One of the most important technological advancements ever made, digital identification has enormous advantages for businesses, consumers, and governments. Australia is a pioneering nation in the field of digital identity. The Trusted Digital Identity Framework that supports the Australian Government Digital Identity System isn’t simply based on industry best practices from throughout the world; it’s also regarded as best practices in many other nations.
Underscoring her belief in the Trusted Digital Identity Framework (TDIF), Lucy says, “At the DTA, we’ve been building policy for Digital Identity – the Trusted Digital Identity Framework (TDIF) – for several years.”
The DTA is responsible for the Whole-of-Government Digital and ICT Investment Oversight Framework – a six-stage, end-to-end framework that provides Government Agencies with direction for managing their digital and ICT investments across the full project lifecycle. Government Departments and Agencies are obligated to consult with the DTA on all digital and ICT investment plans throughout the framework’s numerous stages, per the Framework.
Moreover, the TDIF serves as the guiding principle for the Australian Government Digital Identity System. It is based on worldwide and industry best practices and standards and it establishes strict guidelines for privacy, security, transparency and trust.
The TDIF is regarded as a world-leading accreditation framework for digital identity providers. It has supported the implementation of best-practice digital identity policies in Australia’s government and corporate sectors.
The TDIF has evolved and continues to adapt in response to changes in the service delivery landscape and consumer expectations as digital identification technology quickly evolves. It has gone through four major revisions, with a fifth now in the works.
In addition to incorporating accrediting programme findings, the next version (release 5) aims to prepare the TDIF for the future of digital identity as verifiable credentials and digital wallets become more popular and technology continues to grow at a rapid pace.
More than 9 million Australians, on the other hand, have decided to create a Digital Identity (using myGovID to build a Basic, Standard, or Strong identity) to access over 125 government services online, with 26 services supplied by states and territories. Over the past year, 1.3 million people used their Digital Identity more than once while 12,000 people have used their Digital Identity more than 65 times.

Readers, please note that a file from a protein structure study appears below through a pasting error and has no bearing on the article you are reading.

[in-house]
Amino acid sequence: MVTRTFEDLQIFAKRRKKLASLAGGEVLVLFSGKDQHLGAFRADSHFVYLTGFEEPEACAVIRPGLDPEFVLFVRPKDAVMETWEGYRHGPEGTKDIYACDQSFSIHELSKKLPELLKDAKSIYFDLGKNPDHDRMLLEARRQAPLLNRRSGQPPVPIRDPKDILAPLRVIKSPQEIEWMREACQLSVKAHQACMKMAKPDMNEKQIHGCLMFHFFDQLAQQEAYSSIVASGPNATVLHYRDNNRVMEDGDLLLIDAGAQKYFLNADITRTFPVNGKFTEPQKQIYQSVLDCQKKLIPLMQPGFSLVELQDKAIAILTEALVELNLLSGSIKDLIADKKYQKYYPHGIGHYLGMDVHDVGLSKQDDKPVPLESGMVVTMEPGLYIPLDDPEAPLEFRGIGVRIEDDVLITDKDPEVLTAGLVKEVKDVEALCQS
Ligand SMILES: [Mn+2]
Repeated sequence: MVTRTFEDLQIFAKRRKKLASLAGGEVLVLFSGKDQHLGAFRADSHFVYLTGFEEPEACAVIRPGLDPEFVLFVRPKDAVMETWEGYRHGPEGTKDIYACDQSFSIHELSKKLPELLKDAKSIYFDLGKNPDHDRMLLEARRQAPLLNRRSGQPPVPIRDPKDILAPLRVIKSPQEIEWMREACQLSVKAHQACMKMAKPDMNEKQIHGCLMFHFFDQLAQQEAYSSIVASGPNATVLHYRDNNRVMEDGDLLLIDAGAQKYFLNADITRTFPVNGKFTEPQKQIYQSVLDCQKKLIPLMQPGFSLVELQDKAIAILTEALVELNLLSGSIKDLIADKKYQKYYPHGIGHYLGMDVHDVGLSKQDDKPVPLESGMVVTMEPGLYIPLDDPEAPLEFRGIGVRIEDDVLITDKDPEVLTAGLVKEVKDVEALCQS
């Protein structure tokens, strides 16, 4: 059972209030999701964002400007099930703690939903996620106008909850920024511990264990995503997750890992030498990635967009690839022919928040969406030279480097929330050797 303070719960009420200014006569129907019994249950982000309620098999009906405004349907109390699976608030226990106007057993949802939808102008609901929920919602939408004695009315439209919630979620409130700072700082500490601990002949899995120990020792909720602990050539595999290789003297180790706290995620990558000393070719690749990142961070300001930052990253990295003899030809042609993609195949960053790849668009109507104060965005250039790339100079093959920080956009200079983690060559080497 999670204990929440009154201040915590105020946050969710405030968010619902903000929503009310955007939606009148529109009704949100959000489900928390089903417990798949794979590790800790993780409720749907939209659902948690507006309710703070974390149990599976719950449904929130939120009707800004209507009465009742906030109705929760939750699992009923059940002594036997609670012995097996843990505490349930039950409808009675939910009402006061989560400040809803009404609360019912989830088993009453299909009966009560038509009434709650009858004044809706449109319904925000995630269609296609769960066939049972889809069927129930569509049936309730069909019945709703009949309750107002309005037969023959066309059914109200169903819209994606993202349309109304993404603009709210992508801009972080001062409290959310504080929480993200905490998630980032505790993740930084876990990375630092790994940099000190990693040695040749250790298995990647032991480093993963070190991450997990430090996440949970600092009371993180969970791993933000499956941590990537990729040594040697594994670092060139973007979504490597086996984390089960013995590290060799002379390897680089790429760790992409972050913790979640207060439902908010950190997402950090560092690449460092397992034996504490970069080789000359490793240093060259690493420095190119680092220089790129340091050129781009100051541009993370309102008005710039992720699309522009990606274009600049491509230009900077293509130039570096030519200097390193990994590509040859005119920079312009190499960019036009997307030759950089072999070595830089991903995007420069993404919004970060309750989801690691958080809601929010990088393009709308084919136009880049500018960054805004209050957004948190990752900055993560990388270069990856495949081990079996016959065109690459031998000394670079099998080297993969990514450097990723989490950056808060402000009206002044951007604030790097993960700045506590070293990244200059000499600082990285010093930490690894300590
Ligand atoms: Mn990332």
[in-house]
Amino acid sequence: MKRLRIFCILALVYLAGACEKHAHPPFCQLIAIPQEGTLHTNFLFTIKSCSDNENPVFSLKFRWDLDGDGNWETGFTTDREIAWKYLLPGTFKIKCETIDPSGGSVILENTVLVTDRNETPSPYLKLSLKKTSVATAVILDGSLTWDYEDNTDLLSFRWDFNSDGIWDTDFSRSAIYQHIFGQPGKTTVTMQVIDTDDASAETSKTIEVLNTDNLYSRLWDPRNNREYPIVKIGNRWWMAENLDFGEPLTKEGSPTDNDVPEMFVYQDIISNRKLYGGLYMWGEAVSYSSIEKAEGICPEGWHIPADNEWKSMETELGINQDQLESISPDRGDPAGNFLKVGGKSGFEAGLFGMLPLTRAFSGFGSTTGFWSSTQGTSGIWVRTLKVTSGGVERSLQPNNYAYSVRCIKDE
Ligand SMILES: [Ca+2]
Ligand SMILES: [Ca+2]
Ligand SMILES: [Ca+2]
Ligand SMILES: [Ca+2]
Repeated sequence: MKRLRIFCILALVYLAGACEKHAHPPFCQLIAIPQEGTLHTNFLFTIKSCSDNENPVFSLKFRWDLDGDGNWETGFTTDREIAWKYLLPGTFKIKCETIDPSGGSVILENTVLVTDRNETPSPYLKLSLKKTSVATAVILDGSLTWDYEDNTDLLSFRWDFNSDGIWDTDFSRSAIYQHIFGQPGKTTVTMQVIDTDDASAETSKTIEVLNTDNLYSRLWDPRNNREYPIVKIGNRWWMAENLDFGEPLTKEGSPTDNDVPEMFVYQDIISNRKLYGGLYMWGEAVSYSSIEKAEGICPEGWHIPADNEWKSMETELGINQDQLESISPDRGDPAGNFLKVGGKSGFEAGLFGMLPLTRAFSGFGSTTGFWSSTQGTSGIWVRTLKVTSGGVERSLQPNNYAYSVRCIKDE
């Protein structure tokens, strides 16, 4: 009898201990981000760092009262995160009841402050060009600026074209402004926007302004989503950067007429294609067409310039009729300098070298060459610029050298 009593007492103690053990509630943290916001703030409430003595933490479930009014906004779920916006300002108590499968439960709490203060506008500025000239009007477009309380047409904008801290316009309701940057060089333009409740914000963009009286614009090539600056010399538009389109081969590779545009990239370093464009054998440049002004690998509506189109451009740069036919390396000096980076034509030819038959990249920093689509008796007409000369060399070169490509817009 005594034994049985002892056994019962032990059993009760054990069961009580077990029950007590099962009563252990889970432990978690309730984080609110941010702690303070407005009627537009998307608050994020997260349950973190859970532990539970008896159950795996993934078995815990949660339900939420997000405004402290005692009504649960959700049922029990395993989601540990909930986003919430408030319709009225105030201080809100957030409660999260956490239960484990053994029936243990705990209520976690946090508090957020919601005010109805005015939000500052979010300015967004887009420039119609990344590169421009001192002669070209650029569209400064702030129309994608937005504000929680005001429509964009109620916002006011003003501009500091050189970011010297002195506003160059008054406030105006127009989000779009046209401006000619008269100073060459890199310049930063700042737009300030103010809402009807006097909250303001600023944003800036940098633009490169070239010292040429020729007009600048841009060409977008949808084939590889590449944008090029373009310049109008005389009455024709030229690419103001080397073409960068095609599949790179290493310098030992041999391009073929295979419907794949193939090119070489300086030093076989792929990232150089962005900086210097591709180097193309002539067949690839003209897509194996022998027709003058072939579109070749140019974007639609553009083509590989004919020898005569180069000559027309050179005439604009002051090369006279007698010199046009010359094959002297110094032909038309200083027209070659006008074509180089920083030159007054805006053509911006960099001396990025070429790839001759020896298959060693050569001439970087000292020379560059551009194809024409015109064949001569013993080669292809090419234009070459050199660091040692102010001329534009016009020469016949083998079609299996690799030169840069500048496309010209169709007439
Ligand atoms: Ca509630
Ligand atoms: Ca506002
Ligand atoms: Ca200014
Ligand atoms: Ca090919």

“We also have more than 1.4 million businesses that use Digital Identity to access business services, like our tax agency. This makes it easier for them to do business by reducing the amount of paperwork they have to do,” Lucy reveals.
Identification fraud can be reduced using a digital identity. In Australia, Digital Identity is predicted to save the economy AU$3 billion per year from identity theft and online fraud. The Australian Government Digital Identity System also provides extra privacy and security safeguards, such as no central database where papers are held, the inability to trace or sell a person’s behaviour, and all information being securely encrypted.
On the surface, this looks to be a simple issue. But, a response must include service standards, service design, accountability systems, collaborative service delivery with other jurisdictions, feedback mechanisms, open data and open government.
The design of performance metrics to monitor end-user experience begins with the service design. That is, gathering baseline data, investigating what data is accessible and, most crucially, finding the questions that yield performance data to enable continual improvement.
Monitoring the performance of a service or product is frequently done through a lens other than digital. The annual Report on Government Services (RoGS), for example, provides an annual study of government services in terms of equity, efficiency, and effectiveness.
The RoGs must incorporate state and territory government services as well as those of the Australian Government because other similar service experiences can influence user satisfaction ratings.
All government services must pause and assess how well they are satisfying the requirements of their users. myGov, the largest platform for providing government services to citizens, is currently subject to an independent user audit. The audit’s recommendations are expected to have significant implications for government service delivery across the board.